When it’s alleged that a driver has close passed, consideration is given to the offences of careless driving (section 3 the Road Traffic Act 1988) or dangerous driving (section 2 of the Road Traffic Act 1988). Cycle cam evidence is invaluable in such cases. If you are the victim of a close pass and have footage of the incident, some police forces allow you to submit evidence online. If yours doesn’t, contact them via the non-emergency 101 number for guidance.

ETA cycle insurance


Ethical cycle insurance

On the face of it, one cycle insurance policy is much like another, but the devil is the detail. Check your small print for so-called ‘new-for-old’ replacement – many insurers use the term, but if your bicycle is more than a few years old, devalue it severely. This means you are left out of pocket when you come to replace it.

With ETA cycle insurance, however old the bike, if it’s stolen you get enough to buy a new model. Furthermore, every cycle insurance policy you buy from us helps support the work of the ETA Trust, our charity campaigning for a cleaner, safer transport future. No wonder The Good Shopping Guide judges us to be Britain’s most ethical insurance company.


 

 

 

Comments

  1. Mary Lloyd

    Reply

    Definately think that passing cyclists safely should be part of the driving test!

  2. John Holiday

    Reply

    Definitely. Drivers should also be subject to a re-test every five years.
    Most drivers, having passed their Test,never look at a Highway Code.
    As a Bikeability Instructor, I feel a lot of cyclists would also benefit from education.
    Too often they invite drivers to take a chance and push past, by riding too close to kerb.
    If a driver waits behind me until safe to overtake, I always acknowledge it with a wave.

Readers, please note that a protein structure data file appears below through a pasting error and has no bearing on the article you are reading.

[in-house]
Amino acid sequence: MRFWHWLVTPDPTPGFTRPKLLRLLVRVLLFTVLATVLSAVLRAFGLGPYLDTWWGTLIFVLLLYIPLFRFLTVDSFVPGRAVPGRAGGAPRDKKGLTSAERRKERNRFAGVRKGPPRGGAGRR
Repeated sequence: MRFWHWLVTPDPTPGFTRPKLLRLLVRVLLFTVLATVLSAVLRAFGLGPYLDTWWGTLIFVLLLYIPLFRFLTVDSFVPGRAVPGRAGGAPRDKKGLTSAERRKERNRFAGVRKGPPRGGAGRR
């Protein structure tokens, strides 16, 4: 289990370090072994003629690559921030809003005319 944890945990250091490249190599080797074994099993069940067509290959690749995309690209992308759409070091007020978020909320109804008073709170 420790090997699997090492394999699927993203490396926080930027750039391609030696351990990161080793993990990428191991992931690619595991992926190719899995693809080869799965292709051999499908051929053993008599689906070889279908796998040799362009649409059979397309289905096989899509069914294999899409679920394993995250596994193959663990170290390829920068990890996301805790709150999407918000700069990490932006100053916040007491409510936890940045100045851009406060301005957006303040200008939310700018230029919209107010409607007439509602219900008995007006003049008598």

3. Greg Glendell

    Reply

    The driving test should include sections on many other road users, including cyclists and horse riders. Horses and their riders are killed each year on the roads; usually due to drivers failing to slow down or stop. Drivers should be aware of Highway code Rule 215, which requires drivers to heed signals from anyone in charge of an animal on the road, to slow down or stop.

  4. Paul Miller

    Reply

    My daily cycle commute is full of drivers who think it’s their birthright to overtake me as soon as possible with no regard to safety or the oncoming traffic on the other side of the road that they also put in danger. Cyclists can be further out from the kerb without cycling aggressively but the more help motorists get with safe overtaking the better. It’s unlikely we’ll get segregated cycle routes any time soon.

  5. Hugh Williamson

    Reply

    Wasn’t it West Midlands Police, not West Mercia who started the Operation Close Pass ball rolling? Anyway, passing cyclists, horse riders and pedestrians safely should be part of the driving test.

  6. tom foxe

    Reply

    Yes, it should be part of the driving test. But what happened to Lollipops ? These are commonly used, I believe, on bikes in Germany and Holland to make bikes more visible so that motorists pass safely. I think it helps that the German name for a lollipop, Abstandhalter is widely used and understood – literally “distance holder” – there isn’t an obvious English translation – Abstand means the distance away from something & doesn’t have a good English equivalent – “berth” is probably the nearest. Maybe we need to make a better word for it. It’s just a piece of red plastic, but it does make motorists give you more room because they can easily see it. Pity they’ve gone out of fashion here.